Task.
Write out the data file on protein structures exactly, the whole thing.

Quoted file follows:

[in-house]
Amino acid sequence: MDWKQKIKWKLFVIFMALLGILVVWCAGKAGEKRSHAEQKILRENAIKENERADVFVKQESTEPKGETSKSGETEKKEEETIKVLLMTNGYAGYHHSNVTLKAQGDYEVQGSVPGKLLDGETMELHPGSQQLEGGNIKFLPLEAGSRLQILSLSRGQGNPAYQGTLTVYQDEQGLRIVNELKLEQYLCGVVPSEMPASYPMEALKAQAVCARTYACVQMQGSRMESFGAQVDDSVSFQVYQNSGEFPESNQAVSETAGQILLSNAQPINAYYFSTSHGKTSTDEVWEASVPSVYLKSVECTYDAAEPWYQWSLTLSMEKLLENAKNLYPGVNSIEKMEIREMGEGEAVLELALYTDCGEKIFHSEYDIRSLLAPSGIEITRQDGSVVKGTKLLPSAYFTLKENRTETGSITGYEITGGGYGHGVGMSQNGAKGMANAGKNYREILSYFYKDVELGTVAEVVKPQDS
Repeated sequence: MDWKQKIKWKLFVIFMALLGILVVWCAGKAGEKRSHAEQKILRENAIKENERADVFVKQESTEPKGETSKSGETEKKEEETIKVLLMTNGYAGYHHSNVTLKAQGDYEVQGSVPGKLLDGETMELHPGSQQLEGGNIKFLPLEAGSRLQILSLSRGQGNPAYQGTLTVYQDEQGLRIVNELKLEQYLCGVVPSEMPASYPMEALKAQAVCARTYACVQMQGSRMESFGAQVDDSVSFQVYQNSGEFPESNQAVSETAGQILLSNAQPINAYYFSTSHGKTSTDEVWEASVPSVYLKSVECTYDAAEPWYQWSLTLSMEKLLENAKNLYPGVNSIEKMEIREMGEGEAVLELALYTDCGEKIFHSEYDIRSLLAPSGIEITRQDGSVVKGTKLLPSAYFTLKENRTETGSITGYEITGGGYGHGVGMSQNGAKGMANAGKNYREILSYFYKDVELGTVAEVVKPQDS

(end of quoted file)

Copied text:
[in-house]
Amino acid sequence: MDWKQKIKWKLFVIFMALLGILVVWCAGKAGEKRSHAEQKILRENAIKENERADVFVKQESTEPKGETSKSGETEKKEEETIKVLLMTNGYAGYHHSNVTLKAQGDYEVQGSVPGKLLDGETMELHPGSQQLEGGNIKFLPLEAGSRLQILSLSRGQGNPAYQGTLTVYQDEQGLRIVNELKLEQYLCGVVPSEMPASYPMEALKAQAVCARTYACVQMQGSRMESFGAQVDDSVSFQVYQNSGEFPESNQAVSETAGQILLSNAQPINAYYFSTSHGKTSTDEVWEASVPSVYLKSVECTYDAAEPWYQWSLTLSMEKLLENAKNLYPGVNSIEKMEIREMGEGEAVLELALYTDCGEKIFHSEYDIRSLLAPSGIEITRQDGSVVKGTKLLPSAYFTLKENRTETGSITGYEITGGGYGHGVGMSQNGAKGMANAGKNYREILSYFYKDVELGTVAEVVKPQDS
Repeated sequence: MDWKQKIKWKLFVIFMALLGILVVWCAGKAGEKRSHAEQKILRENAIKENERADVFVKQESTEPKGETSKSGETEKKEEETIKVLLMTNGYAGYHHSNVTLKAQGDYEVQGSVPGKLLDGETMELHPGSQQLEGGNIKFLPLEAGSRLQILSLSRGQGNPAYQGTLTVYQDEQGLRIVNELKLEQYLCGVVPSEMPASYPMEALKAQAVCARTYACVQMQGSRMESFGAQVDDSVSFQVYQNSGEFPESNQAVSETAGQILLSNAQPINAYYFSTSHGKTSTDEVWEASVPSVYLKSVECTYDAAEPWYQWSLTLSMEKLLENAKNLYPGVNSIEKMEIREMGEGEAVLELALYTDCGEKIFHSEYDIRSLLAPSGIEITRQDGSVVKGTKLLPSAYFTLKENRTETGSITGYEITGGGYGHGVGMSQNGAKGMANAGKNYREILSYFYKDVELGTVAEVVKPQDS